2020 saw more digital marketing than any year before.

It goes without saying that the COVID pandemic has affected how people work and businesses operate.

In only a matter of weeks, many companies lost a pair of their most effective new business tools—the tradeshow and the in-person meeting. Without the ability to have those face-to-face conversations, these companies were forced to pivot.

Those tradeshow presentations suddenly became webinars. Those questions that salespeople usually answered across a conference room table became the subject of a new series of blog posts. Social posts and digital advertising instantly doubled.

All of this worked to create a whole lot of noise, but I wonder if it actually created much value for the people doing it. I’d be willing to bet not, or at least not as much as they’d hoped.

And why is that?

It’s because for too long marketing has been focused on the wrong things. We live in an ROI-obsessed world where attribution is king. If we can’t directly tie a result to an effort, then did it even happen? For too many companies, without that short-term result, an initiative likely didn’t matter.

But that’s the wrong way to look at marketing. Instead of trying to tie dollars spent immediately to dollars earned, we should be focusing on something that has longer-term value. We need to focus on building trust with our prospects because trust is how you turn those prospects into customers.

Trust. That was always the goal of marketing anyway, right? If so, then how do we get back to that being our focus?

At my agency, we’ve put together what I call a “Grow With TRUST” framework -- where we try to take into account the many trust signals that build relationships between brands and buyers and then put those first in our campaigns for clients.

Create Trust with Thought Leadership That Puts Quality First

Thought leadership plays a central role in this trust-building framework. This is true even though marketers currently face a “content glut” and worry about their content being seen at all. The reality of a glut doesn’t mean you should stop creating content; it simply means you must work harder to make your content stand out.

Thought leadership marketing content has the opportunity to be highly effective in sales in 2021. Here are some numbers from a recent survey from Edelman to prove the point:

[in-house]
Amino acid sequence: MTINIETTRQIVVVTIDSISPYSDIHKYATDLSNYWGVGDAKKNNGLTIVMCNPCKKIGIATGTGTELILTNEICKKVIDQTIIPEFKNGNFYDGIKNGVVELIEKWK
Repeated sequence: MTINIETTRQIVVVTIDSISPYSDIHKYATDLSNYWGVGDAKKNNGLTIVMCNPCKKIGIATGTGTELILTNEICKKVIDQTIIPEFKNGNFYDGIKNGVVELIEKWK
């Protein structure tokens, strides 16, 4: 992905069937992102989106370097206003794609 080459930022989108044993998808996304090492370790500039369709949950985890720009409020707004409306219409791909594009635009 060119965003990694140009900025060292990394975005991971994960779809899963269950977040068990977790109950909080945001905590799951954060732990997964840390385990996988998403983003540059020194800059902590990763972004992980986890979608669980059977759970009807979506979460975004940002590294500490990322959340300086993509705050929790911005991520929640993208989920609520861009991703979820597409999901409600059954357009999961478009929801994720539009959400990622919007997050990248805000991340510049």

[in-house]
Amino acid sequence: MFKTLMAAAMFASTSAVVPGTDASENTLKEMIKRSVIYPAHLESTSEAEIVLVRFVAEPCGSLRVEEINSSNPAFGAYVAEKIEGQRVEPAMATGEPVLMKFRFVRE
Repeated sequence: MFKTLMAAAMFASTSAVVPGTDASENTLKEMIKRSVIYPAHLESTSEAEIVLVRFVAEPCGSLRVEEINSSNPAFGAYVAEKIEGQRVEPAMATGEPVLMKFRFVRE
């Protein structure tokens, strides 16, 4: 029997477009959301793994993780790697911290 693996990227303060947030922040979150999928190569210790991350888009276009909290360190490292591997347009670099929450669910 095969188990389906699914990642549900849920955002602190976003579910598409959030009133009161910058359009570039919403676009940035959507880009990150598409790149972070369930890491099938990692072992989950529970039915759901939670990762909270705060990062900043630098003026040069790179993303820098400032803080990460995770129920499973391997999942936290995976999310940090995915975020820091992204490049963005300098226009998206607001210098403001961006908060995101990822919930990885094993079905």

• Nearly 50% of decision-makers spend an hour or more each week consuming thought leadership content. They are looking for insights.
  • 89% of them say that thought leadership affects their perception of an organization.
  • Nearly 50% say that thought leadership impacts their buying decisions.

However, there is another number from that survey that should give every brand marketer pause:

  • Only 15% consider the thought leadership they are consuming to be of high quality.

What does all of this mean? That maybe we haven’t been producing too much content. Maybe it only looks like a glut from our side of the table.

Business leaders are still making time to read thought leadership content. They want it. They look for it. But maybe those diminishing returns that so many marketers are complaining about are simply the result of content that isn’t particularly inspired or even helpful. Most of it’s pretty bad, in fact.

Content has always been about a transaction. The person consuming the content agrees to give you their time, and, in exchange, you agree to give them something worthy of that time.

Too many of us have forgotten the second half of that equation. Part of it is that in our rush to create more and more content, we go for the pieces we can create quickly. We set up strawmen that our products—or barely disguised descriptions of our products—can knockdown.

All of this is essentially product collateral, but we give it a clever headline and snappy opening paragraph and sell it as thought leadership. But it’s not, and anyone reading it will recognize that once they get to the end (if they get to the end).